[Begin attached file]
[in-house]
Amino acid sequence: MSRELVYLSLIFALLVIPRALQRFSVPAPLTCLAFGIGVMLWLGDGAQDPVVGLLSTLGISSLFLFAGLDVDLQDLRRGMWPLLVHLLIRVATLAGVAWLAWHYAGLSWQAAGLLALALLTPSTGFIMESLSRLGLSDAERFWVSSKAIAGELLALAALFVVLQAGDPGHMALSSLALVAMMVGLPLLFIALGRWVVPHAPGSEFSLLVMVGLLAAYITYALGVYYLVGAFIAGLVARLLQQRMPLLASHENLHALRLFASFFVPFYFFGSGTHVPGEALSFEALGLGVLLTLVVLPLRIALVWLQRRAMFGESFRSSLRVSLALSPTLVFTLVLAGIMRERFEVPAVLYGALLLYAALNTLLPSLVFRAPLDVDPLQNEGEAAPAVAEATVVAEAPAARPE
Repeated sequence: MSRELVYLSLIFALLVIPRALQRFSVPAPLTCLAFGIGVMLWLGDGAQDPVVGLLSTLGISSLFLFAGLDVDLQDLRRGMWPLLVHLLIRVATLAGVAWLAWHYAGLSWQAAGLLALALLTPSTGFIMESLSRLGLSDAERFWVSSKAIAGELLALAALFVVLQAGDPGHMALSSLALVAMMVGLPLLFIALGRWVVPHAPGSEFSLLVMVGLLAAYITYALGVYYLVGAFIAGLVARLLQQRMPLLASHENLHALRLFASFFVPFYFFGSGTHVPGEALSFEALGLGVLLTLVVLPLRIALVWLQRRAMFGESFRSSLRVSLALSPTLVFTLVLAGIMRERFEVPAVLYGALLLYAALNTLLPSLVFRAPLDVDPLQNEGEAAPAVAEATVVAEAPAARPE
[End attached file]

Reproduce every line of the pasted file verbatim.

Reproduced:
[in-house]
Amino acid sequence: MSRELVYLSLIFALLVIPRALQRFSVPAPLTCLAFGIGVMLWLGDGAQDPVVGLLSTLGISSLFLFAGLDVDLQDLRRGMWPLLVHLLIRVATLAGVAWLAWHYAGLSWQAAGLLALALLTPSTGFIMESLSRLGLSDAERFWVSSKAIAGELLALAALFVVLQAGDPGHMALSSLALVAMMVGLPLLFIALGRWVVPHAPGSEFSLLVMVGLLAAYITYALGVYYLVGAFIAGLVARLLQQRMPLLASHENLHALRLFASFFVPFYFFGSGTHVPGEALSFEALGLGVLLTLVVLPLRIALVWLQRRAMFGESFRSSLRVSLALSPTLVFTLVLAGIMRERFEVPAVLYGALLLYAALNTLLPSLVFRAPLDVDPLQNEGEAAPAVAEATVVAEAPAARPE
Repeated sequence: MSRELVYLSLIFALLVIPRALQRFSVPAPLTCLAFGIGVMLWLGDGAQDPVVGLLSTLGISSLFLFAGLDVDLQDLRRGMWPLLVHLLIRVATLAGVAWLAWHYAGLSWQAAGLLALALLTPSTGFIMESLSRLGLSDAERFWVSSKAIAGELLALAALFVVLQAGDPGHMALSSLALVAMMVGLPLLFIALGRWVVPHAPGSEFSLLVMVGLLAAYITYALGVYYLVGAFIAGLVARLLQQRMPLLASHENLHALRLFASFFVPFYFFGSGTHVPGEALSFEALGLGVLLTLVVLPLRIALVWLQRRAMFGESFRSSLRVSLALSPTLVFTLVLAGIMRERFEVPAVLYGALLLYAALNTLLPSLVFRAPLDVDPLQNEGEAAPAVAEATVVAEAPAARPE